INDUSTRIAL COMMUNICATIONS AND ELECTRONICS, INC.; RCC Atlantic Inc., d/b/a Unicel; U.S.C.O.C. of New Hampshire RSA # 2, Inc., d/b/a U.S. Cellular, Plaintiffs, Appellees, v. TOWN OF ALTON, NEW HAMPSHIRE, Defendant, Appellee. David Slade; Marilyn Slade, Intervenors, Appellants.
David and Marilyn Slade own property in the Town of Alton, New Hampshire (“Alton” or “the Town”). Industrial Communications and Electronics, Inc. (“Industrial Communications”), aims to construct a cell phone tower in Alton for two wireless companies. Claiming that only one site was suitable, Industrial Communications filed an application in September 2005 to construct the tower at 486 East Side Drive in Alton.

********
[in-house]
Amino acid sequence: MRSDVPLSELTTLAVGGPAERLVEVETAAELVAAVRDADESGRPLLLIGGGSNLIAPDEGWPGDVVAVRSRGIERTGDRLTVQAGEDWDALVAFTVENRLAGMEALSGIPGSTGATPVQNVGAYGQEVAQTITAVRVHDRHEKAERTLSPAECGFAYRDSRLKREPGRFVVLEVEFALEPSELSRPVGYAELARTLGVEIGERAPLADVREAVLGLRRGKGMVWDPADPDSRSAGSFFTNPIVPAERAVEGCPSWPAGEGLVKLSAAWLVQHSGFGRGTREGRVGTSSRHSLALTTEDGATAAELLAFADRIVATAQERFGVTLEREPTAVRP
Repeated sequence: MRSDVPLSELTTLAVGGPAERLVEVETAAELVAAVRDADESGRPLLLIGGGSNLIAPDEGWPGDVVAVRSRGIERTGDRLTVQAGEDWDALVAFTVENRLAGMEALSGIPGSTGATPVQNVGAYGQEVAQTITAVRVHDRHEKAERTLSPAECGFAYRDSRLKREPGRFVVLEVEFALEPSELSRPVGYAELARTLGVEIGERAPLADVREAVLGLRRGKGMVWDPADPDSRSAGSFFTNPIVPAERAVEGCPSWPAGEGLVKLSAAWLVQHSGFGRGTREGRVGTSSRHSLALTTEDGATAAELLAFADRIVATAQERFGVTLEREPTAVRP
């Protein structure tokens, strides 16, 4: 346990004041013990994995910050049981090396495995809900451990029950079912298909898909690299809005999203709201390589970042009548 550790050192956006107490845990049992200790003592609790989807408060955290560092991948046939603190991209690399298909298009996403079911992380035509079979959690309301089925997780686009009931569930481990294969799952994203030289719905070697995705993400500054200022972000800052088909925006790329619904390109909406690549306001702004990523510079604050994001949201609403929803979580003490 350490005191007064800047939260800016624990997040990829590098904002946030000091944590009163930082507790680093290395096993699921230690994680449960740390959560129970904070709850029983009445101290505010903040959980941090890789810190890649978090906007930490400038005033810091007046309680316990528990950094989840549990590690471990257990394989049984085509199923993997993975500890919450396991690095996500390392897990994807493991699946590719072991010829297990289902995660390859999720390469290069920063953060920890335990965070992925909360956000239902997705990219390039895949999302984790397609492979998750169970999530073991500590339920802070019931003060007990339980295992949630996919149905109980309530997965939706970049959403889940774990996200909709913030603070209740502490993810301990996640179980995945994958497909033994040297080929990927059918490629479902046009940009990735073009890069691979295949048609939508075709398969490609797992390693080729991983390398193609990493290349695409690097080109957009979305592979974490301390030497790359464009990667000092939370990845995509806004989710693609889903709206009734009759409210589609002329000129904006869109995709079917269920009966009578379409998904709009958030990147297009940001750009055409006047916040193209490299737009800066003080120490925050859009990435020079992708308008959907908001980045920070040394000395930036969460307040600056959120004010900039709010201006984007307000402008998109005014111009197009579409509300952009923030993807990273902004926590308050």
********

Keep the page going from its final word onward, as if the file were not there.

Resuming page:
The site is “200 feet or less” from the border of Slades' property and according to the Slades, the tower would “stand[ ] prominently in the line of sight of the panoramic view ․ of Lake Winnipesaukee and the surrounding mountains” that the Slades currently enjoy from their property. The Slades consider the property's “stunning views” to be its “most recognizable asset,” and they colorably assert that the construction will cause them economic as well as aesthetic harm by diminishing the property's value.
The Town's zoning ordinance limits cell phone towers to ten feet above the average tree canopy in a particular area; according to calculations by the Town's forester, Industrial Communications' tower would thus be limited to seventy-one feet above ground level. Because Industrial Communications determined that the tower needed to be 120 feet above ground level to be effective, it applied to the Town's Zoning Board of Adjustment (“Board”) for a variance to construct the tower.